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July 17, 2014 | 3 minute read

Weight Loss, Cancer Prevention and Health: Why Vegetables and Fruits Matter

If you’ve been working hard to eat more broccoli or blueberries, headlines like “Fruits and vegetables don’t lead to weight loss, study says” can drive you crazy. You may wonder if it’s worth the effort. I certainly hear from people questioning whether they can trust any nutrition and weight loss messages when they see headlines like these.NAP-Plate-v02

Make no mistake about it, fruits and vegetables are a key part of a cancer-preventive diet. And they can play a role in getting to and staying a healthy weight – important for lowering risk for eight cancers and other chronic diseases. Even the authors of that recent study acknowledge that in their paper. So why the confusing messages?

Here’s what that study was about: The authors say that health organizations promote increasing veggies and fruit for weight loss without explaining the need to also decrease overall calories. So they looked for studies that tested the idea that simply adding vegetables and fruit to your diet will lead to weight loss.

They tried to find randomized control trials that lasted at least 8 weeks, included at least 15 subjects and focused on weight loss or maintenance. They found only 7 studies. Their analyses of these studies showed that increasing fruit and vegetables did not have a significant effect on body weight. The authors conclude that any recommendation to increase fruits and vegetables without explicitly explaining the need to reducing overall energy is not supported by evidence.

My take on this is that the researchers basic underlying premise – that messages to eat more veggies and fruit for healthy weight don’t address the need to also reduce calories – is wrong and misleading. They cite health organizations (like AICR) and the 2010 Dietary Guidelines. But AICR, government and other major health organizations recommend eating more vegetables and fruit alongside recommendations to eat less of certain high calorie foods.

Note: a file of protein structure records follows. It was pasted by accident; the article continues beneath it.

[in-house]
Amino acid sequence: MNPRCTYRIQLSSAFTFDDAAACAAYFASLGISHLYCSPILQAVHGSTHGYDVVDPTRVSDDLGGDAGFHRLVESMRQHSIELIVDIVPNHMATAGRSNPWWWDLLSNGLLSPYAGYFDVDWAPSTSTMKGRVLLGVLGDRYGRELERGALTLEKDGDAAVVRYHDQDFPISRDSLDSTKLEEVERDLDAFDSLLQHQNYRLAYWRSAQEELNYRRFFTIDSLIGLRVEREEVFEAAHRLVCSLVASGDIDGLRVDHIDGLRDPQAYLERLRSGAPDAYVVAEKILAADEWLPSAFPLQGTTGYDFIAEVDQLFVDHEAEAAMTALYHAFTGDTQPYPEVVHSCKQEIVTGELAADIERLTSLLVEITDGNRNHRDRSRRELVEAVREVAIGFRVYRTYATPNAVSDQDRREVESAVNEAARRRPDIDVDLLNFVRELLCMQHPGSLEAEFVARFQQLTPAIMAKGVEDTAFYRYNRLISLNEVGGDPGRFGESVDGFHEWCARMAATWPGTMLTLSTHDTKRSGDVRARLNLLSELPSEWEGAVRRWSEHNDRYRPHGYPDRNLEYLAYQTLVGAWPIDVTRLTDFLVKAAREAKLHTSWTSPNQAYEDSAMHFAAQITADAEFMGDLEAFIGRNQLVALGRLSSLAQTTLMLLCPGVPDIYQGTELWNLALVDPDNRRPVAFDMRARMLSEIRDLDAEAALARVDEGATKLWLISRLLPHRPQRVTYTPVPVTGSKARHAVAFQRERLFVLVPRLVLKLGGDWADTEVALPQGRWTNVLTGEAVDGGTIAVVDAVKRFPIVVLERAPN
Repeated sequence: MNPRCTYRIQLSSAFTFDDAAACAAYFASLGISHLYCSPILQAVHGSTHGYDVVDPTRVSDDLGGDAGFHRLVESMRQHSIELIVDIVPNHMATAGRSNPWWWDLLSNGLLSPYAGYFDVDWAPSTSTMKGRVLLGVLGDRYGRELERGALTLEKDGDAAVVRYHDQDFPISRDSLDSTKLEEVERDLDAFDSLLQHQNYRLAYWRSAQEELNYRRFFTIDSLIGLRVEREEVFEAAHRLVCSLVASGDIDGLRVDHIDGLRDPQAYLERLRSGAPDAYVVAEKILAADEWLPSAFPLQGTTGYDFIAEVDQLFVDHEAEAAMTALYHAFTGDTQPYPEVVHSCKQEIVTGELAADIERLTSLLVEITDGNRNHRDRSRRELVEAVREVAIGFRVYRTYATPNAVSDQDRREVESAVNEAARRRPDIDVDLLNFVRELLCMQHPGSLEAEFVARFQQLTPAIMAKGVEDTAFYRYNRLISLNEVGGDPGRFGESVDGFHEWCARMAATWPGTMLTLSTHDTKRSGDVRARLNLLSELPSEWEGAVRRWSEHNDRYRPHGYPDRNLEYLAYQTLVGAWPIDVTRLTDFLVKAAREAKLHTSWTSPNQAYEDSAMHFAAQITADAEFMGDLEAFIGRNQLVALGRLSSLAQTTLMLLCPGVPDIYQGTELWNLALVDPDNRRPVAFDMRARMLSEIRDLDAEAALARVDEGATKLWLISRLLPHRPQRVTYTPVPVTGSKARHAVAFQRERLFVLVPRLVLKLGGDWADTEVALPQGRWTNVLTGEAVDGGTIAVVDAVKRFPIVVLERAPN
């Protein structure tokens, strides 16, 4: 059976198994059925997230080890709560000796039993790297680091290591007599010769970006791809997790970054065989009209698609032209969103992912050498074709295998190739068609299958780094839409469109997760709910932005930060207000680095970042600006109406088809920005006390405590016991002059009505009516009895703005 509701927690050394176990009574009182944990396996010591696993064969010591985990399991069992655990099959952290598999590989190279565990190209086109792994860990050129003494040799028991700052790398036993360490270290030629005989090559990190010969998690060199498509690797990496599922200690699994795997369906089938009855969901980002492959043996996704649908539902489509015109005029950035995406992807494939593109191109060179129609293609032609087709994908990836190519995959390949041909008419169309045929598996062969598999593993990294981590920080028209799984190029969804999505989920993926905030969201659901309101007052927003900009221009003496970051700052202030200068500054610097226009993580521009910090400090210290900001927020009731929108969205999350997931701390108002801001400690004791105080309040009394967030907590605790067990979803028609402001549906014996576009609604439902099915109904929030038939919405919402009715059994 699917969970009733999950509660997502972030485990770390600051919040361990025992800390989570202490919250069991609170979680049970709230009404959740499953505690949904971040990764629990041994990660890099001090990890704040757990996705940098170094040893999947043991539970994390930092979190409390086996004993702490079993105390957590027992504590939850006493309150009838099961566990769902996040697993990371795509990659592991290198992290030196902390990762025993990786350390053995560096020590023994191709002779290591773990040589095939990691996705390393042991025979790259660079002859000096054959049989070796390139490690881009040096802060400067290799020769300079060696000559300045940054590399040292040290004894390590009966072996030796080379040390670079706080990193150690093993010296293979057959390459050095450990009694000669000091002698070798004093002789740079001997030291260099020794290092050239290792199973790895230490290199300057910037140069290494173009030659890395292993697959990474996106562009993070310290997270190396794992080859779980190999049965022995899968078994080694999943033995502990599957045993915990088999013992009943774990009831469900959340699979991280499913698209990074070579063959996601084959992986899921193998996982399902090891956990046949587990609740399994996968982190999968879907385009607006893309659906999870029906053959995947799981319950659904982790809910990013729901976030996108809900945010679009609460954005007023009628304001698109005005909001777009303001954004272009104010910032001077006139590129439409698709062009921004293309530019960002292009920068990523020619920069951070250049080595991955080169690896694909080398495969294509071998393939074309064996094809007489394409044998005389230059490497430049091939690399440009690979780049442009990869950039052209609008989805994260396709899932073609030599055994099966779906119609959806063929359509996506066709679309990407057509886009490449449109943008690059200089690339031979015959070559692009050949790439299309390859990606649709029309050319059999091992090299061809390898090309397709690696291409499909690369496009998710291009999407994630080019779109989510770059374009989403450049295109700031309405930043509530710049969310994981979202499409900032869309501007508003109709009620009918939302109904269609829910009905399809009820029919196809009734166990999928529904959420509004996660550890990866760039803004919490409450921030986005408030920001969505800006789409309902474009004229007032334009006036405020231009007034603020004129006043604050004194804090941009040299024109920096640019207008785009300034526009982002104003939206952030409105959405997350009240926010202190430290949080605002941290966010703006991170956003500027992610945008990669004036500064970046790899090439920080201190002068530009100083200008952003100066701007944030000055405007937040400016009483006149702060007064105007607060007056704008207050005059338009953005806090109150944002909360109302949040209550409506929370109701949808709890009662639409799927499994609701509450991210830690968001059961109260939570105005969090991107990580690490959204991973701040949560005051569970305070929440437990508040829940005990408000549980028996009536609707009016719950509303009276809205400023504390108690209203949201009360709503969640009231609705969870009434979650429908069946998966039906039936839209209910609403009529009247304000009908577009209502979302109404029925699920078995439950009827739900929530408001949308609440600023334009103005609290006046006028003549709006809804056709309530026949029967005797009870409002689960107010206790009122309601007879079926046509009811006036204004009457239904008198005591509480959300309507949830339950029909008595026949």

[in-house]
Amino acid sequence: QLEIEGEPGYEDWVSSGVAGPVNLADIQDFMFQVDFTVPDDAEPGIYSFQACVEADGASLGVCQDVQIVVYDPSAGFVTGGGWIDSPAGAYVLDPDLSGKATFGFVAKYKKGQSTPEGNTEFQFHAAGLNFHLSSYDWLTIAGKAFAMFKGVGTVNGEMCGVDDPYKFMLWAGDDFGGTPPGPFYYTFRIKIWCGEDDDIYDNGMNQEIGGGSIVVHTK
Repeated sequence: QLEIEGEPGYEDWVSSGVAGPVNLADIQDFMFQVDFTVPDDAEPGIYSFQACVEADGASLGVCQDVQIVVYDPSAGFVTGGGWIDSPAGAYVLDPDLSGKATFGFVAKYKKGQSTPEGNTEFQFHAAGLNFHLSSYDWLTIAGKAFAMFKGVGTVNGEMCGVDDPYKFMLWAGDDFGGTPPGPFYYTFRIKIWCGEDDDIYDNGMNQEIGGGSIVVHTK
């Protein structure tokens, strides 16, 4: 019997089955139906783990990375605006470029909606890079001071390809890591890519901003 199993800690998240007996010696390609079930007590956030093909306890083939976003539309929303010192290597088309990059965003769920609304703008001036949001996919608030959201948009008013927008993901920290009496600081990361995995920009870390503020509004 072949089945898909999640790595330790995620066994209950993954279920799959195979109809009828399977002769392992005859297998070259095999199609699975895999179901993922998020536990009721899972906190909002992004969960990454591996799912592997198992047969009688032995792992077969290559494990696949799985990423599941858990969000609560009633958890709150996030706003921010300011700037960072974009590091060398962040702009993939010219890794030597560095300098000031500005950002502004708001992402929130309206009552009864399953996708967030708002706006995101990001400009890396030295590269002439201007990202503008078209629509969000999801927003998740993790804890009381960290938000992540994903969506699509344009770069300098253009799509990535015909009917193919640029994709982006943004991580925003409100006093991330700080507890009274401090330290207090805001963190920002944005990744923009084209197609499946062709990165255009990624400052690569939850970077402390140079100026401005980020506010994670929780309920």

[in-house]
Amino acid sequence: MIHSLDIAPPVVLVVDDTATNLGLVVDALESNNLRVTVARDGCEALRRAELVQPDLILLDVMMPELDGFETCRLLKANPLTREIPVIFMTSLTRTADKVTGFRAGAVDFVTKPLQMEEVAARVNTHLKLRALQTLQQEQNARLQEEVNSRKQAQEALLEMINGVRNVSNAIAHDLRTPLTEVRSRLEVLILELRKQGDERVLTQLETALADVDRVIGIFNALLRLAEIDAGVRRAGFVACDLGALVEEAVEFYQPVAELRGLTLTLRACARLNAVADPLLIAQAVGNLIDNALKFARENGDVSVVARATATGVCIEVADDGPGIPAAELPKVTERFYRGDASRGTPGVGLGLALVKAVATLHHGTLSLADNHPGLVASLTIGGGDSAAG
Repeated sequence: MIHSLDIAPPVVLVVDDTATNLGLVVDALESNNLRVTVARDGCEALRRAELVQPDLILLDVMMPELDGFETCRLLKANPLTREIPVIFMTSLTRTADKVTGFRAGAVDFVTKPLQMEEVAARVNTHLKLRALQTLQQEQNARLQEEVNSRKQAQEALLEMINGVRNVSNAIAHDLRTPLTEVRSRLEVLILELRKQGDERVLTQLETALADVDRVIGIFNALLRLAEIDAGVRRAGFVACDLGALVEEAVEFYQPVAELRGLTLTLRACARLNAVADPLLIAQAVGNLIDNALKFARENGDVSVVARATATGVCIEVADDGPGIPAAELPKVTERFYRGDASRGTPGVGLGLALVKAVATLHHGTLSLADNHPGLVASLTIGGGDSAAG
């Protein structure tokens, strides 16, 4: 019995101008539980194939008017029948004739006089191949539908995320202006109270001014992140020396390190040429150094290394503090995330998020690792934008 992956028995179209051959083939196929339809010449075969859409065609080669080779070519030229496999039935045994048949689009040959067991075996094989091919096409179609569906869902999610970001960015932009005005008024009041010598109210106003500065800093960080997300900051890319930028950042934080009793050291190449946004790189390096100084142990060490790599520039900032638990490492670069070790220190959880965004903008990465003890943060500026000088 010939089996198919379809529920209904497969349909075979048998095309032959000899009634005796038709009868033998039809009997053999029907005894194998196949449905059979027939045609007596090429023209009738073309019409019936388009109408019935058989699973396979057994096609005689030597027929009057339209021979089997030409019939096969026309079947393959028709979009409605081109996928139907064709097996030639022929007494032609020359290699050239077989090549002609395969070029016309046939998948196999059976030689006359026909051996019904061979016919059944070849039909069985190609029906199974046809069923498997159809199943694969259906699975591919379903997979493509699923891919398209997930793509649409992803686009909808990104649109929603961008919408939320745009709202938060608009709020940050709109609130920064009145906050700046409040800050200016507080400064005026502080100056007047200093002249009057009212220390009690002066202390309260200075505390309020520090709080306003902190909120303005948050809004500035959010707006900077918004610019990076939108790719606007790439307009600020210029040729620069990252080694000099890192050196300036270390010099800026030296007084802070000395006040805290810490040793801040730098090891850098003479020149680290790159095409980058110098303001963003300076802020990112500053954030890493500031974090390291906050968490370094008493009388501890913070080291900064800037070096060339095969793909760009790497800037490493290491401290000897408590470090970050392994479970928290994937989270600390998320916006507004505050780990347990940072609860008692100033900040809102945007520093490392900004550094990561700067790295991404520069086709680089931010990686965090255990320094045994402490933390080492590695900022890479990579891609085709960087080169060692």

There is scientific value to this study because it shows the lack of quality studies in this area and the need for better understanding how vegetables and fruit affect hunger and satiety. We also need to know how we can reduce barriers like cost and access to these foods as well as how to prepare vegetables without adding a lot of extra calories from fat or sugar.

Americans are currently not even close to meeting the minimum recommendations for vegetable and fruit intake. These kinds of headlines damage the urgent public health message that diet does matter for health, that a plant-based diet promotes health and healthy weight and that health for children and adults depends on us eating more foods like carrots, tomatoes, berries, peaches and leafy greens.

AICR’s New American Plate is a model for healthy weight because you’ll replace many high calorie foods with lower calorie ones. By putting mostly unprocessed plant foods like vegetables, fruits, whole grains and legumes on at least 2/3 of your plate and limiting animal foods to 1/3 or less, you can replace high fat meats and refined and processed foods that have added fat and sugar with fiber-rich vegetables for example, that have very few calories per bite.

To learn how to reshape your plate with delicicious fruits, vegetables and other plant foods, join the September 2014  New American Plate Challenge: 12 Weeks to a Healthier You that will help you eat smarter and move more for a healthy weight.


The authors of the study report receiving support and funding from Kraft Foods, Kellogg Company, Coca-Cola Company, World Sugar Research Organisation, Almond Board of California and Con Agra, among other companies.

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